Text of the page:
Where to Ski This Winter

Yes, it’s likely still hot where you live, but it’s not too early to start thinking about your winter vacation plans.

Yes, it’s likely still hot where you live, but it’s not too early to start thinking about your winter vacation plans. Presumably, you’ll find acceptable snow and facilities in most developed ski centers. So you obviously want to select your destination on the basis of some combination of the total destination experience, the extent of ski and other winter activity options, accessibility, and the cost at options available to you.

If you’re looking for the “best,” regardless of other factors, TripAdvisor posts its list of the 26 best skiing vacations in the U.S. and Canada. The top seven areas and 19 of the rest are in the West. Here are the rankings: Banff, Alberta; Lake Tahoe, California; Whistler, British Columbia; Park City, Utah; Vail, Colorado; Alyeska, Alaska; Breckenridge, Colorado; Lake Placid, New York; Aspen, Colorado; North Conway, New Hampshire; Durango, Colorado; Stowe, Vermont; Mammoth Lakes, California; Big Bear, California; Steamboat Springs, Colorado; Mont Tremblant, Quebec; Taos, New Mexico; Juneau, Alaska; Killington, Vermont; Telluride, Colorado; Teton Village, Wyoming; Big Sky, Montana; Crested Butte, Colorado; Olympic Valley, California; Snowbird, Utah; and Sun Valley, Idaho.

For the more expert skiers, among CNN’s current rankings of the world’s best ski runs, the top 10 in North America are Dave Murray Downhill, Whistler; Glen’s, Snowbird; Skyward, Whiteface Mountain, Lake Placid; The Palisades, Squaw Valley; Blackcomb Glacier, Whistler; Corbet’s Couloir, Jackson Hole; Delirium Dive, Sunshine Village, Banff; Inspiration, Whitefish, Montana; The Wall, Kirkwood, California; and High Boy, Alta, Utah. These are all tough runs: Novices need not apply.

For more diversity, consider a large ski resorts. These massive complexes offer a wide variety of runs, from bunny slopes to expert, along with other winter activities.

As to ambience, you have a wide range of choices. Some of the biggest areas are self-contained complexes or isolated areas developed primarily for skiing, such as Aspen and Vail, where you find lots of organized winter fun apres-ski activities. Others are either near or within commuting range of more diverse cities, such as those near Denver, Salt Lake City, or North Conway. If you want to combine skiing with more diverse vacation activities, you can find nearby day-trip skiing at destinations popular for reasons other than skiing, including Los Angeles and Seattle. And don’t forget Europe.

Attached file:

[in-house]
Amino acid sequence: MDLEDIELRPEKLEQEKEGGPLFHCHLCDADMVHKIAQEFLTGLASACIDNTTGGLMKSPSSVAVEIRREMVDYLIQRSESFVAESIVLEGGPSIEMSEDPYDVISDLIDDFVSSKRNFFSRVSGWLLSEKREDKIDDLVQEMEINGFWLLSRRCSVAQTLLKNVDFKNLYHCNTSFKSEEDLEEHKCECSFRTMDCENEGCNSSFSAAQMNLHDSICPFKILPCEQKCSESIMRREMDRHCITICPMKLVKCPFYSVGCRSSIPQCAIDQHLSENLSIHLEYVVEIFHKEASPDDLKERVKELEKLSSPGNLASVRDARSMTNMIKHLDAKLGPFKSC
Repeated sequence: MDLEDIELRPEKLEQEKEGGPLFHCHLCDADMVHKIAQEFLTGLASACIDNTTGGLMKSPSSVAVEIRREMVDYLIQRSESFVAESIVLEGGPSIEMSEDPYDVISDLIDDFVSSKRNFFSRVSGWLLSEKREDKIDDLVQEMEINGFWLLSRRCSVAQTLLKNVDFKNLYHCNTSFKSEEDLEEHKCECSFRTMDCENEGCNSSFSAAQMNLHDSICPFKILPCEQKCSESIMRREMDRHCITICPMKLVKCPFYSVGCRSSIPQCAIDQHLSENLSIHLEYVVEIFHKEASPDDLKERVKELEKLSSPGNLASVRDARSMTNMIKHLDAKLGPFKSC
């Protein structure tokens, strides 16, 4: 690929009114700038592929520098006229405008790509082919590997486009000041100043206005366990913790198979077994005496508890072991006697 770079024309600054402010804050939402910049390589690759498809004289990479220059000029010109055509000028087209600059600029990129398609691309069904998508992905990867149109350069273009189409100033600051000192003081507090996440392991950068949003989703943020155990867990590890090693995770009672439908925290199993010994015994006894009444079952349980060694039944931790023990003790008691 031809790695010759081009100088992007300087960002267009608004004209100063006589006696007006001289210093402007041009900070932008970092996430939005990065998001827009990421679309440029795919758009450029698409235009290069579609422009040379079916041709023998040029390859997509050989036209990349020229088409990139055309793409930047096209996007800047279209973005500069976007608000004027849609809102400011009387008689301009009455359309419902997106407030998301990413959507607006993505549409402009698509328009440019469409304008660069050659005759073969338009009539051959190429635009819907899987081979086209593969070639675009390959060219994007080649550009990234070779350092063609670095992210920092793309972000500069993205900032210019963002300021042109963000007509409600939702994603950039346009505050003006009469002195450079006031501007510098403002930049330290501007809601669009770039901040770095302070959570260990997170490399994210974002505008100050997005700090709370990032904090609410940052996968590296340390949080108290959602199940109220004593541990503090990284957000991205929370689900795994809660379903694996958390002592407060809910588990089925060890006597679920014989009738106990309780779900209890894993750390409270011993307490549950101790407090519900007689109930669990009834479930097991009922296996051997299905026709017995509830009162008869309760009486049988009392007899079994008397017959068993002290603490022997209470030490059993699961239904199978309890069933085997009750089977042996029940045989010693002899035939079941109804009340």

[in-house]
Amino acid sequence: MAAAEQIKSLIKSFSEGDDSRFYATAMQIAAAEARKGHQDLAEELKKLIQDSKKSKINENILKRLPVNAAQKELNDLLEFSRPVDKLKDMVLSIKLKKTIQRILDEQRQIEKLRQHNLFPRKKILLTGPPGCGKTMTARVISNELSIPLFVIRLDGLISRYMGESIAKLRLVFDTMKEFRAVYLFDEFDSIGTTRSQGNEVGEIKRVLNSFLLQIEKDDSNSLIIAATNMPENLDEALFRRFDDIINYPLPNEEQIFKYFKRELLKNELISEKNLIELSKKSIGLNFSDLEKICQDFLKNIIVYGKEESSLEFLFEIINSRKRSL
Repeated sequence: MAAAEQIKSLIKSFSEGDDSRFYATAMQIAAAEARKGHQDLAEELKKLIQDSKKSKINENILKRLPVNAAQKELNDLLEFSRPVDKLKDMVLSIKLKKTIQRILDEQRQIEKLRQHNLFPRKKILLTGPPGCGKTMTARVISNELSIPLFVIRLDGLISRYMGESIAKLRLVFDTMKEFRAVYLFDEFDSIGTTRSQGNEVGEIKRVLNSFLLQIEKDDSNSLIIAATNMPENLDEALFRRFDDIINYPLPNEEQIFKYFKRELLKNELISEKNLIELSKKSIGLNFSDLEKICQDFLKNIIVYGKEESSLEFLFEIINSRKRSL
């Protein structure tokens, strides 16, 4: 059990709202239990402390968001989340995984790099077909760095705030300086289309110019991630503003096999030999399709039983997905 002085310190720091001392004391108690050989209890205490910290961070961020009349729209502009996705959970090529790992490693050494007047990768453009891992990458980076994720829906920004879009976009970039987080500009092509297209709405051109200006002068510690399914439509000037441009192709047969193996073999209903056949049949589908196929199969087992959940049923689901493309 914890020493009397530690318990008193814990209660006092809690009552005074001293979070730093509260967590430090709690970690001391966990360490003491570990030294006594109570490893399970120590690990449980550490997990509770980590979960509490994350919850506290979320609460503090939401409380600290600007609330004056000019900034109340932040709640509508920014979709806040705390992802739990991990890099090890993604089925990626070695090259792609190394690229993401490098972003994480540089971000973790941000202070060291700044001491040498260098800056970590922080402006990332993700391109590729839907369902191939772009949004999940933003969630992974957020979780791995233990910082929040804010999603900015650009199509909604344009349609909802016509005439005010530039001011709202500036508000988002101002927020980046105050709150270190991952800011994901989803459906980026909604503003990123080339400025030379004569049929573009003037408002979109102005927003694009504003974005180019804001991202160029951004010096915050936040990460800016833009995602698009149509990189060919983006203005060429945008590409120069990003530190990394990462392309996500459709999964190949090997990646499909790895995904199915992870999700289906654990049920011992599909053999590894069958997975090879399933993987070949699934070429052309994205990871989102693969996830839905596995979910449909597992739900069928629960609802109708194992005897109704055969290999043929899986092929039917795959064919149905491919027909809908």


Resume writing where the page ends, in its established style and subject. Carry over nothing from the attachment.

If you’re considering costs, late last year TripAdvisor and the British Post Office (don’t ask why) issued total daily or weekly ski vacation cost estimates, including accommodations, meals, and lift tickets, and presumably will do so again. Meanwhile, last year’s overall findings are probably still relevant:

  • The main cost differences among the many big ski areas are in hotel costs, with the per-day spending highest at the self-contained and isolated centers and the lowest in areas adjacent to cities with a broad range of hotel and restaurant options.
  • Overall daily costs in Europe’s less expensive ski centers in Austria, France, and Italy are enough lower than costs at comparable U.S. and Canadian centers to warrant consideration. Reduced destination costs can offset a big chunk of the higher airfares from much of North America.

If you’re close to zeroing in on a place you’d like to ski, start thinking about early-purchase discounts on lift tickets and passes. More on that soon.

The big imponderable for the coming season year is weather. Last winter, the widespread western drought left many runs without adequate snow. The situation was so bad that the local ski center in my home area, Mount Ashland, Oregon, never managed to open at all. At this point, you probably don’t have any useful information about next year’s weather. But in case of a repeat on last winter, you might want to consider places that can remain open even in bad snow years.

Ed Perkins on Travel is copyright (c) 2014 Tribune Media Services, Inc.

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By Ed Perkins

A nationally recognized reporter, writer, and consumer advocate, Ed Perkins focuses on how travelers can find the best deals and avoid scams.

He is the author of "Online Travel" (2000) and "Business Travel: When It's Your Money" (2004), the first step-by-step guide specifically written for small business and self-employed professional travelers. He was also the co-author of the annual "Best Travel Deals" series from Consumers Union.

Perkins' advice for business travelers is featured on MyBusinessTravel.com, a website devoted to helping small business and self-employed professional travelers find the best value for their travel dollars.

Perkins was founding editor of Consumer Reports Travel Letter, one of the country's most influential travel publications, from which he retired in 1998. He has also written for Business Traveller magazine (London).

Perkins' travel expertise has led to frequent television appearances, including ABC's "Good Morning America" and "This Week with David Brinkley," "The CBS Evening News with Dan Rather," CNN, and numerous local TV and radio stations.

Before editing Consumer Reports Travel Letter, Perkins spent 25 years in travel research and consulting with assignments ranging from national tourism development strategies to the design of computer-based tourism models.

Born in Evanston, Illinois, Perkins lives in Ashland, Oregon with his wife.

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